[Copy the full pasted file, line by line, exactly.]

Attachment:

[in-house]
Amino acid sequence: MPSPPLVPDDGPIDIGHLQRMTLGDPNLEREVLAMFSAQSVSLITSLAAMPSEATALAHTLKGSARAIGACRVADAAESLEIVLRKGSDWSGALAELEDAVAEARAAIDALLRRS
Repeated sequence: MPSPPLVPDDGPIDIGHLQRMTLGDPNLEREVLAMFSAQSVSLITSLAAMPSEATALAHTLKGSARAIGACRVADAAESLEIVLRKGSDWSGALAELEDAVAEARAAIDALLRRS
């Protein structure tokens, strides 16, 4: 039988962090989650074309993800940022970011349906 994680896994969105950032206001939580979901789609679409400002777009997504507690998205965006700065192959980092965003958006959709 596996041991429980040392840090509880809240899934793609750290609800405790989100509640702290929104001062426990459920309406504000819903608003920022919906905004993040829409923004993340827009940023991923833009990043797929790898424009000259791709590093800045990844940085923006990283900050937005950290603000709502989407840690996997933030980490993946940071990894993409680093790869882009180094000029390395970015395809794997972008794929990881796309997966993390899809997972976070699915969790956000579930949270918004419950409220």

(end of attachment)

[in-house]
Amino acid sequence: MPSPPLVPDDGPIDIGHLQRMTLGDPNLEREVLAMFSAQSVSLITSLAAMPSEATALAHTLKGSARAIGACRVADAAESLEIVLRKGSDWSGALAELEDAVAEARAAIDALLRRS
Repeated sequence: MPSPPLVPDDGPIDIGHLQRMTLGDPNLEREVLAMFSAQSVSLITSLAAMPSEATALAHTLKGSARAIGACRVADAAESLEIVLRKGSDWSGALAELEDAVAEARAAIDALLRRS
């Protein structure tokens, strides 16, 4: 039988962090989650074309993800940022970011349906 994680896994969105950032206001939580979901789609679409400002777009997504507690998205965006700065192959980092965003958006959709 596996041991429980040392840090509880809240899934793609750290609800405790989100509640702290929104001062426990459920309406504000819903608003920022919906905004993040829409923004993340827009940023991923833009990043797929790898424009000259791709590093800045990844940085923006990283900050937005950290603000709502989407840690996997933030980490993946940071990894993409680093790869882009180094000029390395970015395809794997972008794929990881796309997966993390899809997972976070699915969790956000579930949270918004419950409220």